The Sony booth this year is the home of the Annual Update Games- specifically, FIFA
and Call of Duty
, with the more interesting games hidden behind them.
Notable also is the amount of space dedicated to Sony's desperate attempts to make Playstation VR
a thing, including a massive VR helmet which makes the booth look like a Daft Punk tribute to Planet Of The Apes.
Like Nintendo's booth, it's full of titles that are already out, like expandalone Uncharted: The Lost Legacy
, Star Wars licence Battlefront II
, inexplicable sequel Knack 2
and microtransaction shitfest Everybody's Golf
. Some smaller new titles which were also there included Hob
, which is a top-down-ish adventure game where you play as a guy with a massive hand, which he uses to solve puzzles in order to gradually unlock a tower by rotating bits of it.
I've not explained that very well. It does, however, look like what Knack
was probably meant to, so there's that.
We saw Monster Hunter Stories
on 3DS yesterday and today we say Monster Hunter World
on PS4. A more 'curated' demo than its handheld counterpart, this does a much better job of explaining its mechanics and objectives- although this could also be related to the presence of Scoutflies, which effectively point out everything of vague interest to progressing through the mission.
The initial mission offered sees you trying to hunt a monster by first having some footprints drawn to your attention, then a scrape on the ground that the game nicely describes as "skidmarks", then another footprint and another until eventually the Scoutflies form a trail to follow to the monster. This is one of the new features added to make the game more accessible to people less familiar with the series, but it feels that it could turn the game into a box-checking exercise.
There was also Ni No Kuni II
, which looks as pretty as you'd expect. The battle system can be a bit chaotic during boss fights, but it seems to work quite nicely in battles against smaller enemies in the world.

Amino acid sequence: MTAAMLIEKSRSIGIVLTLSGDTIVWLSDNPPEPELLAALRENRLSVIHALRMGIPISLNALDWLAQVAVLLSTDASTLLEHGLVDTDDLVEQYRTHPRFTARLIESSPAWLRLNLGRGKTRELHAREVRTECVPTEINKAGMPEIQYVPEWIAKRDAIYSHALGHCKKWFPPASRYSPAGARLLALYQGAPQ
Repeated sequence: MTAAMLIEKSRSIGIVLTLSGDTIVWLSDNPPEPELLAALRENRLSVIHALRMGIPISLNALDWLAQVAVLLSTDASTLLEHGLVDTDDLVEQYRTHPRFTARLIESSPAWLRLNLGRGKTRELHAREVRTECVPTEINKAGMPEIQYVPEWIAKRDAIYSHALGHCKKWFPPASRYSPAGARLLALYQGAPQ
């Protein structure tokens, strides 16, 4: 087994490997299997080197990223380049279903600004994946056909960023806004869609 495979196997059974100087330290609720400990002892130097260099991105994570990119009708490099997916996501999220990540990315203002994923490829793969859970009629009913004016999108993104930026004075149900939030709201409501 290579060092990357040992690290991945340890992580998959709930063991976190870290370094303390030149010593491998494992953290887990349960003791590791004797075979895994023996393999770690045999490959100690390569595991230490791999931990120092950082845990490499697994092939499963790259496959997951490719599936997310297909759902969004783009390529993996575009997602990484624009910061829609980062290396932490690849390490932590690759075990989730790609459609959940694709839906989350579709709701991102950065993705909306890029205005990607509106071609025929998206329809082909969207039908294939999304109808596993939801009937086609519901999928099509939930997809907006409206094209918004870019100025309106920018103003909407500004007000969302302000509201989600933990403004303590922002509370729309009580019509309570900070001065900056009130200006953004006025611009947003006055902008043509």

Also present was David Cage's new title Detroit: Become Human
, which I didn't get the chance to watch today- although I did overhear one of the reps on the booth send one of the professional cosplayers they had manning the booth on their break by calling them over with 'Android, come here" and telling them to go into maintenance mode for thirty minutes.
Sony's recent push into phone-controlled games in the form of Playlink
was represented by Frantics
, by Affordable Space Adventures
dev Knapnok. This is a series of motion-controlled party games, hosted by a slightly posh-talking fox, and controlled using the accelerometers in the phones- four top-of-the-line Sony devices, in the booth's case.
There were three games in my session, one where you have to avoid slipping off an ice platform by tilting the way you want to go, another where you fire yourself out of cannons so some (but not all) of you are on a platform, and another race game where before each race you secretly choose a player to have some modification to their vehicle which may or may not be helpful to them.
There was an interesting twist where, before the third game, the host 'called' one player's phone to give them a secret misison.
It's hard to fault the party games themselves, but the phone apps crashing exposed that each Playlink title needs its own individual app- Frantics
ostensibly cannot be played using the app associated with That's You!
, which has been out in the wild for some time- and that connecting your phone to your PS4 needs you to enter an IP address, which loses the immediacy of the browser-and-four-digit-code setup of the Jackbox
games, and is a far cry from the apps-within-an-app world promised by xBox Smartglass
Speaking of Far Cry
, the Ubisoft booth next door housed the fifth game in the series. The short part of the game available focused around the obligatory Ubisoft Game tower, and charged the player with killing all the cultists around the base of it. A number of ways of achieving this was offered, from flinging in grenades to fighting them in the streets to sniping them from the top of the tower.
This, alongside stablemate Assassin's Creed: Origins
which seems to have ditched parkour in favour of putting things really far away from one another and making you travel to them, were the first games to really show any seriously large queues- although Ubi made use of the extra space available to them, running lots of demo units and moving people through quickly.
Most of the booth, though, was some Mario + Rabbids
demos sparsely dotted about in an almost empty space dominated by a massive fibreglass Rabbid Kong. (There was also South Park: The Fractured But Whole
tucked away in a corner)
Sega, meanwhile, chose to showcase Sonic Forces
, which looks like it's as good an extension on the Modern Sonic/Generations
format as we're going to see. Three levels were on offer, including one of the mental genre-flip-flopping arrangements Colours
perfected, a boss level, and a new 'Avatar' level where you put together disparate elements to create your own Original Character Do Not Steal and play as that. It also doesn't quite work, which I'm assuming is satire.
Last but not least, there was a few PCs running Total War: Warhammer II
. Which was Total War: Warhammer II